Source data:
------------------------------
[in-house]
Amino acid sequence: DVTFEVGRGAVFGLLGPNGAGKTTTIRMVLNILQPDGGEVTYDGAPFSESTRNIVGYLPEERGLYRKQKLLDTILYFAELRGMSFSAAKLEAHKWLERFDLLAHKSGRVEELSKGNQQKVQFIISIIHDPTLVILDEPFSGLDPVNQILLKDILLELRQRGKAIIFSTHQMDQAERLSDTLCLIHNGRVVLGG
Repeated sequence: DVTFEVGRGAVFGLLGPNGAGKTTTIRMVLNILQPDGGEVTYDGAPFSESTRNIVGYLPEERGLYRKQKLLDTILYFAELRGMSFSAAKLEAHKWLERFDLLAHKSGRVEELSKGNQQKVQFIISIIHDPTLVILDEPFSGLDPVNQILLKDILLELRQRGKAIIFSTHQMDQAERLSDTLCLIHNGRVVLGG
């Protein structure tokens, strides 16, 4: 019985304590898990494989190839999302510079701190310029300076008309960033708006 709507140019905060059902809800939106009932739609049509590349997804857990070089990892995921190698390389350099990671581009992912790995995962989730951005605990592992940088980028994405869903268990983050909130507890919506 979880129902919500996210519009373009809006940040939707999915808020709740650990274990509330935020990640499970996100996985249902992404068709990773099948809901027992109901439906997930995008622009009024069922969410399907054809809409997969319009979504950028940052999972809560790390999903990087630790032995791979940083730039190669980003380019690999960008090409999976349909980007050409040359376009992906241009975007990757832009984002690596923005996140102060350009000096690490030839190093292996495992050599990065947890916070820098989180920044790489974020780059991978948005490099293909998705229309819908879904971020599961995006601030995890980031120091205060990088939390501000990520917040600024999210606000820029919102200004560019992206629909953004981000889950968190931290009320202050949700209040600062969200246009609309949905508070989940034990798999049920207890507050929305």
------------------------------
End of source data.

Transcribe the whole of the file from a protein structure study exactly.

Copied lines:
[in-house]
Amino acid sequence: DVTFEVGRGAVFGLLGPNGAGKTTTIRMVLNILQPDGGEVTYDGAPFSESTRNIVGYLPEERGLYRKQKLLDTILYFAELRGMSFSAAKLEAHKWLERFDLLAHKSGRVEELSKGNQQKVQFIISIIHDPTLVILDEPFSGLDPVNQILLKDILLELRQRGKAIIFSTHQMDQAERLSDTLCLIHNGRVVLGG
Repeated sequence: DVTFEVGRGAVFGLLGPNGAGKTTTIRMVLNILQPDGGEVTYDGAPFSESTRNIVGYLPEERGLYRKQKLLDTILYFAELRGMSFSAAKLEAHKWLERFDLLAHKSGRVEELSKGNQQKVQFIISIIHDPTLVILDEPFSGLDPVNQILLKDILLELRQRGKAIIFSTHQMDQAERLSDTLCLIHNGRVVLGG
């Protein structure tokens, strides 16, 4: 019985304590898990494989190839999302510079701190310029300076008309960033708006 709507140019905060059902809800939106009932739609049509590349997804857990070089990892995921190698390389350099990671581009992912790995995962989730951005605990592992940088980028994405869903268990983050909130507890919506 979880129902919500996210519009373009809006940040939707999915808020709740650990274990509330935020990640499970996100996985249902992404068709990773099948809901027992109901439906997930995008622009009024069922969410399907054809809409997969319009979504950028940052999972809560790390999903990087630790032995791979940083730039190669980003380019690999960008090409999976349909980007050409040359376009992906241009975007990757832009984002690596923005996140102060350009000096690490030839190093292996495992050599990065947890916070820098989180920044790489974020780059991978948005490099293909998705229309819908879904971020599961995006601030995890980031120091205060990088939390501000990520917040600024999210606000820029919102200004560019992206629909953004981000889950968190931290009320202050949700209040600062969200246009609309949905508070989940034990798999049920207890507050929305």